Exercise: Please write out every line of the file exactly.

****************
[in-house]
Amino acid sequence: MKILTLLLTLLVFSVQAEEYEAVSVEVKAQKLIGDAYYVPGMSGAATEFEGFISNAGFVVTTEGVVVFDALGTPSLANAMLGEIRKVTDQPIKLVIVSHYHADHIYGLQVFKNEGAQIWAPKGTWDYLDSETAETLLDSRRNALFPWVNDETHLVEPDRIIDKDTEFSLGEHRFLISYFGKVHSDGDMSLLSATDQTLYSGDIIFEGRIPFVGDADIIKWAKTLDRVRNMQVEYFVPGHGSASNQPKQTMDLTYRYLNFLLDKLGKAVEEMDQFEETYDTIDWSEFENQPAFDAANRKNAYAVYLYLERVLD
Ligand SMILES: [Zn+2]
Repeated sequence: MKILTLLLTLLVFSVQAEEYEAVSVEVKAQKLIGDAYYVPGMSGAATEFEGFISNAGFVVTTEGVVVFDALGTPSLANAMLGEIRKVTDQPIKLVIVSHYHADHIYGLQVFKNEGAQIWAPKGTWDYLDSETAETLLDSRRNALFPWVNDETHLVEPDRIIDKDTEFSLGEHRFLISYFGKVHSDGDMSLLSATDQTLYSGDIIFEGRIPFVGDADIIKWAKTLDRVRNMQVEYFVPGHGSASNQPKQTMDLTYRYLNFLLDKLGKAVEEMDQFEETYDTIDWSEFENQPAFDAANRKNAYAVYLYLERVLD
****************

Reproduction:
[in-house]
Amino acid sequence: MKILTLLLTLLVFSVQAEEYEAVSVEVKAQKLIGDAYYVPGMSGAATEFEGFISNAGFVVTTEGVVVFDALGTPSLANAMLGEIRKVTDQPIKLVIVSHYHADHIYGLQVFKNEGAQIWAPKGTWDYLDSETAETLLDSRRNALFPWVNDETHLVEPDRIIDKDTEFSLGEHRFLISYFGKVHSDGDMSLLSATDQTLYSGDIIFEGRIPFVGDADIIKWAKTLDRVRNMQVEYFVPGHGSASNQPKQTMDLTYRYLNFLLDKLGKAVEEMDQFEETYDTIDWSEFENQPAFDAANRKNAYAVYLYLERVLD
Ligand SMILES: [Zn+2]
Repeated sequence: MKILTLLLTLLVFSVQAEEYEAVSVEVKAQKLIGDAYYVPGMSGAATEFEGFISNAGFVVTTEGVVVFDALGTPSLANAMLGEIRKVTDQPIKLVIVSHYHADHIYGLQVFKNEGAQIWAPKGTWDYLDSETAETLLDSRRNALFPWVNDETHLVEPDRIIDKDTEFSLGEHRFLISYFGKVHSDGDMSLLSATDQTLYSGDIIFEGRIPFVGDADIIKWAKTLDRVRNMQVEYFVPGHGSASNQPKQTMDLTYRYLNFLLDKLGKAVEEMDQFEETYDTIDWSEFENQPAFDAANRKNAYAVYLYLERVLD